(notes by John McGivering)
Once upon a midnight dreary, while I pondered weak and weary,Ann Weygandt points out (p. 148):
Over many a quaint and curious volume of forgotten lore,
While I nodded, nearly napping, suddenly there came a tapping,
As of some one gently rapping, rapping at my chamber door...
Quoth the raven, `Nevermore.'
The rhyme scheme lacks any phrase exactly corresponding to "Nevermore", and carries out the triple rhyme - leonine (internal rhyme) and end-rhyme both - in the first two lines: it occurs only in the second stanza of the original.Background
... he sought for metres that would suit him, often recklessly giving way to his predeliction for rhyme, including internal rhyme,, which even in his later years sometimes tended to be a little intrusive ...Sometimes the metre is too lilting…Dobrée (p. 211) then quotes the opening of this poem as an example.
The journey to Simla was an arduous one once you left Kalka in the plains and started the hill ascent by the Cart Road to your destination at 2,397 metres (7,866 feet) above sea level. This was originally called the ‘Great Hindostan-Thibet Road’ and work began on it in 1850 under the supervision of Major Kennedy. Horse drawn tongas owned by a Mrs Lumley (who also owned hotels in both Kalka and Simla) soon replaced bullock carts as a means of getting up to Simla.
a two-wheeled car drawn by two ponies curricle fashion, used for travelling in the hills. .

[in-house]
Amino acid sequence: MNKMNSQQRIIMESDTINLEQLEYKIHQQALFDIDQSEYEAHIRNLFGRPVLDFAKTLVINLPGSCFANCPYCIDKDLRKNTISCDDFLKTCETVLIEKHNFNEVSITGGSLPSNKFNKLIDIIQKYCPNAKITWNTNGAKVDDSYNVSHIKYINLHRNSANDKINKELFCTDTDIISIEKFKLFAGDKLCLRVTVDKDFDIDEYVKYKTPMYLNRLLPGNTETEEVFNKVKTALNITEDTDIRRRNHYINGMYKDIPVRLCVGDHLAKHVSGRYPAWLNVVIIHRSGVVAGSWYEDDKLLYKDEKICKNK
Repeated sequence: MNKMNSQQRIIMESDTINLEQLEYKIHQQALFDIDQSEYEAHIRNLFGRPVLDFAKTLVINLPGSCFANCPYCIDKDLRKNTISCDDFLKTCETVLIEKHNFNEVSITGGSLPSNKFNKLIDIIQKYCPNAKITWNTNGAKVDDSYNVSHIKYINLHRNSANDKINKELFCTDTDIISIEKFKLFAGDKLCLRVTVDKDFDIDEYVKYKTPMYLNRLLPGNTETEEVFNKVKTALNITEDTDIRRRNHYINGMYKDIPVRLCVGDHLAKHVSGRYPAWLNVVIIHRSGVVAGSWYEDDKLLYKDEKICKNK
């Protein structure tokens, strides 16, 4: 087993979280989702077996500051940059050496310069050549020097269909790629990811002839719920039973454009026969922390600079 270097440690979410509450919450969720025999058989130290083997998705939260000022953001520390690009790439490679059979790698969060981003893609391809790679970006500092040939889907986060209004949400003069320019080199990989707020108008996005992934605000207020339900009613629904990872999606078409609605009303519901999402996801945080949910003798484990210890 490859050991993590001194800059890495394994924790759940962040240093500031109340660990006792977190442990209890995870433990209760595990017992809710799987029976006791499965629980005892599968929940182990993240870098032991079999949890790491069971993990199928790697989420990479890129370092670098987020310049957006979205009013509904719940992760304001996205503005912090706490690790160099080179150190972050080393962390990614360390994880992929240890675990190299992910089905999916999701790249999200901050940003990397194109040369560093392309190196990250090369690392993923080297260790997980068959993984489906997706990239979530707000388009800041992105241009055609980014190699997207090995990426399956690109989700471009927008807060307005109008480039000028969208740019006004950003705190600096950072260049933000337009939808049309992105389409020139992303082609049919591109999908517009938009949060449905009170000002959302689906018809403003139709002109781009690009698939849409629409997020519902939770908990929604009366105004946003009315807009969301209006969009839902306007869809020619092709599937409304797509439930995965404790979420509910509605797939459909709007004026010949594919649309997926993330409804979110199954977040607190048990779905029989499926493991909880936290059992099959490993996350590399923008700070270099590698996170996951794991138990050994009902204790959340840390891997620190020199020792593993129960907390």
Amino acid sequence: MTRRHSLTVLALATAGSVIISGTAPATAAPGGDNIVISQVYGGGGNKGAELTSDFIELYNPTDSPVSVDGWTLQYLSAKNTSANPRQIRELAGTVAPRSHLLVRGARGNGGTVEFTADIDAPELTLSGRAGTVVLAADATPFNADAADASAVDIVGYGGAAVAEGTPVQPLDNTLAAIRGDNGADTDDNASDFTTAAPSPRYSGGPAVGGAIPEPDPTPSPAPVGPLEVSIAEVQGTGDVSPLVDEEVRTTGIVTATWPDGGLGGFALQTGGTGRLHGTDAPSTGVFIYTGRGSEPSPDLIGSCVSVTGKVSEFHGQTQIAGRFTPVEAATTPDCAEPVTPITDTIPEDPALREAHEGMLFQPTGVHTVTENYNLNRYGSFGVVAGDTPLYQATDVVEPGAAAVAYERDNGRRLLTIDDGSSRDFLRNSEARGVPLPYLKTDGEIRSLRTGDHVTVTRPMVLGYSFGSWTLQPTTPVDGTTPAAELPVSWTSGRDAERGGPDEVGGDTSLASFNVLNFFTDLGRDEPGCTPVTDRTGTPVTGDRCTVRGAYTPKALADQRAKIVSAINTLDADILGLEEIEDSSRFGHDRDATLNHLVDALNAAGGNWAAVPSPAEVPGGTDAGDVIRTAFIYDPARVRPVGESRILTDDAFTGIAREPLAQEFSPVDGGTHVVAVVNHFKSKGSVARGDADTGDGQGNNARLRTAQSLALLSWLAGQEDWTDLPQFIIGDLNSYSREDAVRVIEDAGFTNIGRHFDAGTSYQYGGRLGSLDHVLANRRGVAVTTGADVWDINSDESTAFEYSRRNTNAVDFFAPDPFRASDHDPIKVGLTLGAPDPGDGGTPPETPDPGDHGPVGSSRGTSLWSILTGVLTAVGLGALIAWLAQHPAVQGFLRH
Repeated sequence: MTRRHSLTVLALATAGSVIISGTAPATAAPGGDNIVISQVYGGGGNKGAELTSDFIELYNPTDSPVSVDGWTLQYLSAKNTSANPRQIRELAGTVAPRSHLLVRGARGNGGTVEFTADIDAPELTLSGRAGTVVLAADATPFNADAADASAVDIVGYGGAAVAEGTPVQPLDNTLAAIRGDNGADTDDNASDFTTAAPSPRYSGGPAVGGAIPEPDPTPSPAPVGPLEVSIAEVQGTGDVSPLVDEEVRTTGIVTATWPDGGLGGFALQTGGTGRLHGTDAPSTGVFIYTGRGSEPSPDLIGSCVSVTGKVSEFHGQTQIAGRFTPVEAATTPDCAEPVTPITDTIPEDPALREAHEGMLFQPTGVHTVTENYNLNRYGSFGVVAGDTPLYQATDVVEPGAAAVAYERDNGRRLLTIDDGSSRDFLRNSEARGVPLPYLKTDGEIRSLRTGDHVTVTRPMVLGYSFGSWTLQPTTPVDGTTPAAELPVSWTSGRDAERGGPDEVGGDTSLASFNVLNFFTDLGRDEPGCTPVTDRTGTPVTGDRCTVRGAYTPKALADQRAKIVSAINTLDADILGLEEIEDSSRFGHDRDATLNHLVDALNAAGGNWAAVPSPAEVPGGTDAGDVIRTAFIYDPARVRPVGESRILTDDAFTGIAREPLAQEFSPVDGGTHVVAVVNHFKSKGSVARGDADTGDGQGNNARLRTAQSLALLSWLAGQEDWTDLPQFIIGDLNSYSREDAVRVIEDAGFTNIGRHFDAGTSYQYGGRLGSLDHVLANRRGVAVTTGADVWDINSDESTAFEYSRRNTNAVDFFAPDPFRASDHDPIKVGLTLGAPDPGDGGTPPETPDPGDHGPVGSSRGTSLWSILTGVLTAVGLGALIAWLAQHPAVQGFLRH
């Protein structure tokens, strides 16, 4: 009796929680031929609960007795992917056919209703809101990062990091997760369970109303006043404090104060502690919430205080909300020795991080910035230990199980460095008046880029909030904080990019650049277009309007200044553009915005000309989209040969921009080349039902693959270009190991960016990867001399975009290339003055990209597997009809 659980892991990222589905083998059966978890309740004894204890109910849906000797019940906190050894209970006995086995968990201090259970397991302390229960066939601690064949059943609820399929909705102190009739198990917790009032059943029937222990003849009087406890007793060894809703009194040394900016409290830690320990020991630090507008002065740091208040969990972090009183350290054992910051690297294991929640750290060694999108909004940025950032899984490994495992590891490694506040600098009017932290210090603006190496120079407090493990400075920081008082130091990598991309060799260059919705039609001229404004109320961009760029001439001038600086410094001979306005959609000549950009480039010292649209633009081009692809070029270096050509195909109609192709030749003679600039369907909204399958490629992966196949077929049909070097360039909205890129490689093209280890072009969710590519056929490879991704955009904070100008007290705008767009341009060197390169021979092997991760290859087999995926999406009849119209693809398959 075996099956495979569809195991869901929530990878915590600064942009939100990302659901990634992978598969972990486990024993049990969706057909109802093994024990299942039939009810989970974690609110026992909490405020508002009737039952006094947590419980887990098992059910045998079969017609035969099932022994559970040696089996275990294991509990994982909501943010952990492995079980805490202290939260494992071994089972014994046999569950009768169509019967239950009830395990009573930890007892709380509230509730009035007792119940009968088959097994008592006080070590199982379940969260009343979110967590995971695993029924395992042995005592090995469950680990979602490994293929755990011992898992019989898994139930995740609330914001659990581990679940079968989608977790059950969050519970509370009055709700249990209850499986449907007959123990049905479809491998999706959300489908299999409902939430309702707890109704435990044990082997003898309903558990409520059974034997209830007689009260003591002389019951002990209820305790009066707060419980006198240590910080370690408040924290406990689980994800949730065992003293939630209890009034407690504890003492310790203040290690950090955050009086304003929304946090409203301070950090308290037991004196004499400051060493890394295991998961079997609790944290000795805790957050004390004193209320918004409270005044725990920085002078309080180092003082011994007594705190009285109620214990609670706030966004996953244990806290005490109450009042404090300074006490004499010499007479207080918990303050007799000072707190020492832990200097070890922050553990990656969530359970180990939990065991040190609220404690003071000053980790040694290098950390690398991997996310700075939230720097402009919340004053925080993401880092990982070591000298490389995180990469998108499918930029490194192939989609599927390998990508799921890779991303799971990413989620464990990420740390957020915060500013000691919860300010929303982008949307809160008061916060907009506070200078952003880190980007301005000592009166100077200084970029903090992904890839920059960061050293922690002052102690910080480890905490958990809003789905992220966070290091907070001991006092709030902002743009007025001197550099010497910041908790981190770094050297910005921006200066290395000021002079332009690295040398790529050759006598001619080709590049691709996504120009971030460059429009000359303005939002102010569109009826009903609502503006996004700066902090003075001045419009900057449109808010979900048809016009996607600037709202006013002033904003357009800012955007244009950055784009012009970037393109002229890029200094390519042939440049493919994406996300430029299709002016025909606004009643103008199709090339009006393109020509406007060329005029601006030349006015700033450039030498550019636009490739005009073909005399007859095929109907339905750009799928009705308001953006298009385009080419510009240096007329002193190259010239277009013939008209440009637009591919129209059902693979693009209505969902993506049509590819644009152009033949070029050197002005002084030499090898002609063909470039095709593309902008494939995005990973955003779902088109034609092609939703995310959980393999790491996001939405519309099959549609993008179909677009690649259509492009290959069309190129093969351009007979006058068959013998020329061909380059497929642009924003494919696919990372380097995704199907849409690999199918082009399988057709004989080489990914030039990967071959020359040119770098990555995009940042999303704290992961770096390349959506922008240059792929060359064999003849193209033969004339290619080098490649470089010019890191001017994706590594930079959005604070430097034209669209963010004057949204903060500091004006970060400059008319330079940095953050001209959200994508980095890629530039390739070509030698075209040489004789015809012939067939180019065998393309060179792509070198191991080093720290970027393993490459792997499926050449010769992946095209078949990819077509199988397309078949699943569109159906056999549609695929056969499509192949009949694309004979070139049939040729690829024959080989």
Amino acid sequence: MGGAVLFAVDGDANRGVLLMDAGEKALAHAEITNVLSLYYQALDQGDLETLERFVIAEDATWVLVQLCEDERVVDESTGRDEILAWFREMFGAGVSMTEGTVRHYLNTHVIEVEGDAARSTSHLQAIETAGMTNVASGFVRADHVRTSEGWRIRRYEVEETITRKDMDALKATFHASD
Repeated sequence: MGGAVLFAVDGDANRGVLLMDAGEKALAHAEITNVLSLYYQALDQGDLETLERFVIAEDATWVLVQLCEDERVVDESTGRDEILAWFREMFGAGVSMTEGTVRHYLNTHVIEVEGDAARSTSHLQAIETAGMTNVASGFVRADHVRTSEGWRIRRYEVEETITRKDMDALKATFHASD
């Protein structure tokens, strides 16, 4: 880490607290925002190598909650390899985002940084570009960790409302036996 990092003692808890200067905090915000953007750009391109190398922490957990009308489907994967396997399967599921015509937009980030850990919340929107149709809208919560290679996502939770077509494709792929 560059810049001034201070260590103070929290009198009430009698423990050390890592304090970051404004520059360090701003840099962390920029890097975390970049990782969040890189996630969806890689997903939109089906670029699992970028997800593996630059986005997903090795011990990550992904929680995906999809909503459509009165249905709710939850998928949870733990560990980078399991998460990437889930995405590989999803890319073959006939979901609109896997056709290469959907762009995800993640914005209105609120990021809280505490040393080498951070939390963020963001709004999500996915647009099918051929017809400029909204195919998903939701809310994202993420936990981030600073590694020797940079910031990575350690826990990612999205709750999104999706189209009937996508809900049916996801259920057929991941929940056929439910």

The bar, commonly called the 'swingle-tree' in England, may have only been used in fancier passenger versions. In such a harness, the traces from either side of the horse's collar or breast strap ran back to the ends of the swingle-tree/tonga bar which was fixed by a pivot at the centre to a beam at the front of the vehicle.As Yan Shapiro points out, the crime writer Mark Channing, in India Mosaic (1936), found the sound more sinister:
The connection of traces to bar (and sometimes the pivot) consisted of a number of linked rings, generally three or five, which allowed plenty of free movement. These links jingle - still heard today in the characteristic sound of the Royal Horse Artillery gun teams when on parade.
The insistent clang-clang-clang-clang of that jolting tonga-bar seemed like an infinitely far-away recollection of a nightmare...Kipling himself wrote a vivid account (published in the CMG on July 13th 1886) of a journey by tonga from Umballa up to Simla, in the rains, which reduced the mountain road to a dangerous torrent. He was not complimentary about travel by tonga:
In addition to the vices of the dak gharri (another type of hired carriage), it has the violent sifting motion of the winnower of a threshing machine. Imagine a sick lady being violently shaken for eight hours with two minute breaks at half hour intervals. This is the treatment she must go through ere reaching Simla. We all know it, and we all put up with it, because we are a slack, limp, go-as-you—please, for-heaven’s-sake-don’t-make-a-fuss-about-it people; and it is good for us to be told this again and again. [collected in Kipling Abroad by Andrew Lycett, I.B.Tauris 2010][Verse 2]